Jill loves the movie “You’ve got mail”. While it does have minor twists and turns, the plot (if you can call it that) and the story-line are fairly simple, straightforward, predictable and pleasant. It leaves you with a sense of fulfillment, joy and peace.
Jack, on the other hand, is a big fan of Quentin Tarantino’s “Pulp Fiction”. He loves the fact that the movie is a complete roller coaster ride. It is mindbogglingly non-linear in narration, is as complex as complex gets – both in terms of characters and the sub-plots. Even delineating the protagonists vs. antagonist is a bit of a challenge in this movie. When the movie ends, Jack is filled with excitement, an adrenalin rush, and is screaming for more.
Working in a large firm versus a small firm can be as contrasting as the genre of movies above!
A large firm comes with a set of its own advantages
- It rests on its past laurels, a stable brand that continues to attract the attention of prospective employees, clients and investors.
- The pace and progress is (more often than not) stable and predictable. There are minor twists and turns; and at times some turbulence, but rarely and only in the worst of times… overall things remain steady.
- The management of the firm gives you explicit instructions to do your daily job well, and you know exactly what your schedule would be – for a large part of the next 12 weeks (if not a year).
- Rare exceptions apart, you have a good life. Your family and friends admire you for being part of a large reputed brand, you get a good pay-cheque every month and you can look forward to retiring peacefully from a job done well.
- The firm typically has deep (ok… if not deep, then well-to-do) pockets and therefore a lot of support, programs, technology, infrastructure, etc. is taken for granted.
- The challenge is to stand out, as you are typically one amongst the thousands – continuously doing a small part in the greater scheme of things.
- Opportunities come your way as a directive on what next you will work on. The flexibility to choose “what you want to work on”, and “where you want to chart your career”, is fairly limited.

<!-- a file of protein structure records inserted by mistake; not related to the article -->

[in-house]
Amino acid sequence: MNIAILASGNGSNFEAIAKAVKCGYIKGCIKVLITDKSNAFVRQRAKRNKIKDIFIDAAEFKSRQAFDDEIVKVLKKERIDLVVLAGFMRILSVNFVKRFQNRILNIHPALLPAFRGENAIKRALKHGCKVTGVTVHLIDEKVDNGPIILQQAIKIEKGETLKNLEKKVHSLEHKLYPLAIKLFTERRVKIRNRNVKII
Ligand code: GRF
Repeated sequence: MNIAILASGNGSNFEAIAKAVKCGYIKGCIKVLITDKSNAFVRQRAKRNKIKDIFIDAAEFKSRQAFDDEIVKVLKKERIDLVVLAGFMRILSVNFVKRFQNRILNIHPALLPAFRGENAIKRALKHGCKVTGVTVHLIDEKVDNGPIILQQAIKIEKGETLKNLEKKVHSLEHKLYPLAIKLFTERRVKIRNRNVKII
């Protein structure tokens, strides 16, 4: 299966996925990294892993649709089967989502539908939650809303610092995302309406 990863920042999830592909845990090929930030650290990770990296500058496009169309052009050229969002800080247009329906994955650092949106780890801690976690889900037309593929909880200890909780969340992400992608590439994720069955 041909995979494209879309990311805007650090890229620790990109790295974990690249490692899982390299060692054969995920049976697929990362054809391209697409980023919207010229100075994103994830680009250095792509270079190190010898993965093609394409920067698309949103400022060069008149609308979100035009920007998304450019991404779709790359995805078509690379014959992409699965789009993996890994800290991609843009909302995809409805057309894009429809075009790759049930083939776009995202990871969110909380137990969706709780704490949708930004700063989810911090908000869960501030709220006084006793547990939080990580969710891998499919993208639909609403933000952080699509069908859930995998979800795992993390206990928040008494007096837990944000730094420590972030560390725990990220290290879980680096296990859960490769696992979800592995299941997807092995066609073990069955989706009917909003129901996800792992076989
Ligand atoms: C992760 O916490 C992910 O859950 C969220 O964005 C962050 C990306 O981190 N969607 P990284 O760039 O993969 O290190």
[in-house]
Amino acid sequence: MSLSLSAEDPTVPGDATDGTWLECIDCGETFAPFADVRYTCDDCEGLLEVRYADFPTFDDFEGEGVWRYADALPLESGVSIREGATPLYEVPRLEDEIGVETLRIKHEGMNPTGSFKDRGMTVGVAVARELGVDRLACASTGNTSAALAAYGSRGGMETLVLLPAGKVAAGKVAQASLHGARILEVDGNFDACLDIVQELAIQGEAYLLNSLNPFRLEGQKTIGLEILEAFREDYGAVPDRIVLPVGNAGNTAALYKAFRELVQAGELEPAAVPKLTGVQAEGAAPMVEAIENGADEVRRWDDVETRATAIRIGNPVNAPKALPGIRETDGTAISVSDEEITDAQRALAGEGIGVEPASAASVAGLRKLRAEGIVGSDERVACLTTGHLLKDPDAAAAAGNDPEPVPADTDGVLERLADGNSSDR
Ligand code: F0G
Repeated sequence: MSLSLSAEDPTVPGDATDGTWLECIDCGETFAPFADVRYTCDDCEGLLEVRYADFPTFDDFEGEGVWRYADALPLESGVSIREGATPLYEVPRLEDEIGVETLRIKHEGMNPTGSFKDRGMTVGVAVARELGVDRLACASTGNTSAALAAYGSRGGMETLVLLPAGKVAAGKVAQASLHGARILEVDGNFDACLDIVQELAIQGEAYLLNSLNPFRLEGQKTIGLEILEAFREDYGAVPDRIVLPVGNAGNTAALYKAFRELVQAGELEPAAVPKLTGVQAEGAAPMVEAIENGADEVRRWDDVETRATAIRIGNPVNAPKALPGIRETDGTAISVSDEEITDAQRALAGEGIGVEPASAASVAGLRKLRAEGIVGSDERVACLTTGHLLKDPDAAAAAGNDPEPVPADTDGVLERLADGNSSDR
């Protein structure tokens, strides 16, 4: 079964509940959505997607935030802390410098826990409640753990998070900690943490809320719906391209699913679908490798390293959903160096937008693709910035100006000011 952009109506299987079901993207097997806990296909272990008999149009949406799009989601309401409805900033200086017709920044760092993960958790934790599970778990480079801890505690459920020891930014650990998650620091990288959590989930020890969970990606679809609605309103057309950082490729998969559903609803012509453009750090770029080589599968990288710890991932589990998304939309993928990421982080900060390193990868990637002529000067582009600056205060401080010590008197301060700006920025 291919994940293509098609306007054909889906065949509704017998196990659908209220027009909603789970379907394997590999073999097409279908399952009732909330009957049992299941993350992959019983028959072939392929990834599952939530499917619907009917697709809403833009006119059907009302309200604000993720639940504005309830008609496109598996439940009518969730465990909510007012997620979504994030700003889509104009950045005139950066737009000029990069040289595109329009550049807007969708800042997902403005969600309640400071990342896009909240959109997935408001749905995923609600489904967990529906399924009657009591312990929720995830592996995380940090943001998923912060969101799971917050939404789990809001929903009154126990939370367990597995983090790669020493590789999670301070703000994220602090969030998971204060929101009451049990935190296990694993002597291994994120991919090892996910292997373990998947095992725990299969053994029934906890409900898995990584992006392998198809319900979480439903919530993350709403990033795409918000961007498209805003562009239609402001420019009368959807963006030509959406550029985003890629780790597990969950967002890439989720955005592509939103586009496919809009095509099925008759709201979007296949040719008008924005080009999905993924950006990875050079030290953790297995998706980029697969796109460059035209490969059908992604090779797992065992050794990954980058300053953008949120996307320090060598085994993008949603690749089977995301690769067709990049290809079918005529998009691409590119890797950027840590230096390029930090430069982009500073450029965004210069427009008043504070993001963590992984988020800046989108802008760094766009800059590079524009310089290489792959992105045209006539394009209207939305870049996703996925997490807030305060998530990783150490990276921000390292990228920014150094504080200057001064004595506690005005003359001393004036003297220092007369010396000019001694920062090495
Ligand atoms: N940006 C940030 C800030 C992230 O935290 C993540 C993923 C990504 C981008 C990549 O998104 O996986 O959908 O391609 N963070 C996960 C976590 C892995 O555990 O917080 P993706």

On the other hand, a small firm is not for the faint hearted
- Working in a small firm can be chaotic and unpredictable, at best. Adrenalin rush of a deal can turn to disappointment the very next day.
- Strategies change overnight; a single critical deal changes the direction of the firm. Sometimes decisions and outcome all seem to be completely non-linear.
- Every single person can be (and often is) a leader, innovator and decision-maker. You are mostly your own boss; you get the opportunity to define not just your own role but many a times the future of the business. Passionate ones clash with logical-thinking-naysayers every day. If you do the right things, you will eventually get all the support you need. But you need to prove your mettle first.
- You rarely know your schedule for the day (let alone a few weeks). But that also allows you to create your own space, paint your own landscape and define your personal story.
- How many of us want to connect with the CXOs on a personal level? Nothing like a small organization to provide the opportunity… literally at every corner.
- Given that you know the right people, networking becomes easier and so does your ability to be on the lookout, search for, and move into the next big opportunity for you – whether it is the project that you always wanted to be part of, new skill that you wanted to pick or the role that you think will take your career places.
- You need to be a dreamer, a hard worker, an over achiever – all in one. You have fun if you can thrive in this kind of uncertainty.
But it is not as simple a choice as it seems to be! Factors impacting your choice may include – the appetite for risk, the stage of career you are at, the stage of your personal life, the goal for your career, etc.
chaotic and unpredictable
large reputed brand